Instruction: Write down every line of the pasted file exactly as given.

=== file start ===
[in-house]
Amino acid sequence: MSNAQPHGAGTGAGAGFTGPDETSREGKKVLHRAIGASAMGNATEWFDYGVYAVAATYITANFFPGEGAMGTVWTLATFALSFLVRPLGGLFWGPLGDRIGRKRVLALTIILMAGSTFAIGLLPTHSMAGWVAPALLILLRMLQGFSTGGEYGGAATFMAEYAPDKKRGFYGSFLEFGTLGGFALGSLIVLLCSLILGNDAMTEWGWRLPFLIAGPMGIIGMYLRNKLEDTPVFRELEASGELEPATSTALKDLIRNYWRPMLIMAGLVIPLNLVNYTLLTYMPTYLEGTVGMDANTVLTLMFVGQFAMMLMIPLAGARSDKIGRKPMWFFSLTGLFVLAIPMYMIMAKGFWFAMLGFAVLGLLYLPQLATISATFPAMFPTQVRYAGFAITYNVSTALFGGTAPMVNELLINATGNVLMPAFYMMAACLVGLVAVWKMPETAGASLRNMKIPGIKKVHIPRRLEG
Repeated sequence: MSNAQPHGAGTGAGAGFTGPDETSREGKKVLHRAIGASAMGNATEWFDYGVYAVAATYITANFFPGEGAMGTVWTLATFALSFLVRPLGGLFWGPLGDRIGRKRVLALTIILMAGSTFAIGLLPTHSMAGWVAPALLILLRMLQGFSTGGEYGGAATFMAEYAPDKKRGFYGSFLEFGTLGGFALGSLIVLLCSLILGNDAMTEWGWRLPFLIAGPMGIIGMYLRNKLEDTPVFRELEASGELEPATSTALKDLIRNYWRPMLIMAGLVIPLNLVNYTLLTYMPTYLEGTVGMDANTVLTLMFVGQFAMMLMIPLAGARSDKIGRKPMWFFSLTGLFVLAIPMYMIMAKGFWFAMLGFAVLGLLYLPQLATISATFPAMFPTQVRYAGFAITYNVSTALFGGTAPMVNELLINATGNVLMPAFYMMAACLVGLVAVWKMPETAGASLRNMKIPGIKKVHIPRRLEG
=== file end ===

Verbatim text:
[in-house]
Amino acid sequence: MSNAQPHGAGTGAGAGFTGPDETSREGKKVLHRAIGASAMGNATEWFDYGVYAVAATYITANFFPGEGAMGTVWTLATFALSFLVRPLGGLFWGPLGDRIGRKRVLALTIILMAGSTFAIGLLPTHSMAGWVAPALLILLRMLQGFSTGGEYGGAATFMAEYAPDKKRGFYGSFLEFGTLGGFALGSLIVLLCSLILGNDAMTEWGWRLPFLIAGPMGIIGMYLRNKLEDTPVFRELEASGELEPATSTALKDLIRNYWRPMLIMAGLVIPLNLVNYTLLTYMPTYLEGTVGMDANTVLTLMFVGQFAMMLMIPLAGARSDKIGRKPMWFFSLTGLFVLAIPMYMIMAKGFWFAMLGFAVLGLLYLPQLATISATFPAMFPTQVRYAGFAITYNVSTALFGGTAPMVNELLINATGNVLMPAFYMMAACLVGLVAVWKMPETAGASLRNMKIPGIKKVHIPRRLEG
Repeated sequence: MSNAQPHGAGTGAGAGFTGPDETSREGKKVLHRAIGASAMGNATEWFDYGVYAVAATYITANFFPGEGAMGTVWTLATFALSFLVRPLGGLFWGPLGDRIGRKRVLALTIILMAGSTFAIGLLPTHSMAGWVAPALLILLRMLQGFSTGGEYGGAATFMAEYAPDKKRGFYGSFLEFGTLGGFALGSLIVLLCSLILGNDAMTEWGWRLPFLIAGPMGIIGMYLRNKLEDTPVFRELEASGELEPATSTALKDLIRNYWRPMLIMAGLVIPLNLVNYTLLTYMPTYLEGTVGMDANTVLTLMFVGQFAMMLMIPLAGARSDKIGRKPMWFFSLTGLFVLAIPMYMIMAKGFWFAMLGFAVLGLLYLPQLATISATFPAMFPTQVRYAGFAITYNVSTALFGGTAPMVNELLINATGNVLMPAFYMMAACLVGLVAVWKMPETAGASLRNMKIPGIKKVHIPRRLEG